Host: The Stimson Center
Dr. Yoko Hirose, Faculty of Policy Management, Keio University
It is no secret that the balance of power is quickly changing in Asia. Over the past decade, China, the Republic of Korea (ROK), and other Southeast Asian countries have experienced strong economic growth, while old regional powers like Russia have seen their influence diminish. Unfortunately, and perhaps surprisingly, Japan – the premier U.S. ally in the region – would fall into this latter category. In recent years, in addition to managing an aging and declining population, Japan’s economy has been shrinking, it has experienced heightened tensions with both China and the ROK, and has also been forced to rethink its energy sector following the Fukushima Daiichi nuclear disaster in 2011.
In order to tackle these challenges and reassert Japan’s power in the region, Prime Minister Shinzo Abe has been working to expand diplomatic ties throughout the region, with Russia being one of his key targets for partnership. Since taking office in 2012, PM Abe has met with Russian President Vladimir Putin five times. The focus of these meetings were, according to Dr. Hirose, to build trust and confidence between the two leaders and kick-start a process that would eventually settle a long-standing territorial dispute involving four islands, dubbed the “Northern Territory” by Japan, which are currently occupied by Russia. It was Abe’s hope that, by strengthening diplomatic and economic ties with Putin and Russia, the islands would be re-administered to Japan as a token of good will and confidence building.
As Dr. Hirose explained, such a move would have significant domestic, regional, and economic implications. Domestically, it would strengthen Abe’s support at a time when he is struggling to reinforce the country’s economy. Regionally, a stronger partnership with Russia would bolster Japan as it endures heightened tensions with the ROK and China, while also giving Japan greater representation with North Korea – with which Japan still has unresolved issues regarding the DPRK abducting its citizens. It would also set a strong precedent for Japan’s other territorial disputes – namely with China over the Senkaku/Diaoyu Islands.
However, according to Dr. Hirose, now that Japan’s Western partners – notably its U.S. ally – are struggling with Russia to end the conflict in Ukraine, years of Japanese diplomacy and policy are being threatened; for a country that notably has very little significance to Japan. Thus far, Japan has slowly and begrudgingly moved in line with the U.S. and enacted some sanctions against Russia. On March 18, following Russia’s annexation of Crimea, Japan froze negotiations on a new investment agreement – which Dr. Hirose explained could have brought Japan a necessary new source of energy – in addition to freezing an outer space cooperation agreement and an agreement for the “prevention of dangerous military activities.” This first round of sanctions was met with little condemnation from Russia. However, as the conflict in Ukraine has intensified and been marred by the downing of Malaysia Airlines Flight 17, Japan has broadened its list of sanctions, suspending visas and freezing funds of individuals thought to be influencing Russian policy and also freezing all funds dedicated to new projects in Russia. These later sanctions have invoked a Russian response, banning some Japanese citizens form entering Russia while also accusing Japan of being coerced by foreign powers and calling into question Japan’s willingness to negotiate over the Northern Territories.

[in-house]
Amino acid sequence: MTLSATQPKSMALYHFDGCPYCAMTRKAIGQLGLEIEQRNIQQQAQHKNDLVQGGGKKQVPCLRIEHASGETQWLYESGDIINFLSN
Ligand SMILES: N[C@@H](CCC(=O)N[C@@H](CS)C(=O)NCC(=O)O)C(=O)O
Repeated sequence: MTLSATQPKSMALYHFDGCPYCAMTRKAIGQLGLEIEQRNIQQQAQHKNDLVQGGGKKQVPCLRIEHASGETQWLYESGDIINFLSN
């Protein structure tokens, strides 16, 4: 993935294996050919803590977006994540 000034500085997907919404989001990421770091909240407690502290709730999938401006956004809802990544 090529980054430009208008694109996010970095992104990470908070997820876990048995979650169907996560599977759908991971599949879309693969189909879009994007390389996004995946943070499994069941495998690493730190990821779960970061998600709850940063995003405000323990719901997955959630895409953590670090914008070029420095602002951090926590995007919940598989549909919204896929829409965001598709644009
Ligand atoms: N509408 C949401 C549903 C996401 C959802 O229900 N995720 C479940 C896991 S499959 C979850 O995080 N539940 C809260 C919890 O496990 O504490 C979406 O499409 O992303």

As of now, Dr. Hirose does not believe that the tensions between Russia and Japan are irreversible; she believes that Russia realizes that Japan is being pushed into action largely due to its alliance with the U.S. It is for that reason that Russia has not enforced counter sanctions against Japan to the same degree it has against the EU and U.S. She believes that, like Japan, Russia is also wary of China’s growing strength and – in light of its damaged European relations – Russia is in need of new, Asian, partners. Despite Japan’s shrinking economy, it is still the third largest economy in the world and is in need of new sources of energy, which Russia has in abundance. Both countries would benefit from improved ties. However, in order to achieve its needs Japan will need to tread carefully and strike a delicate balance between its domestic, regional, and global priorities.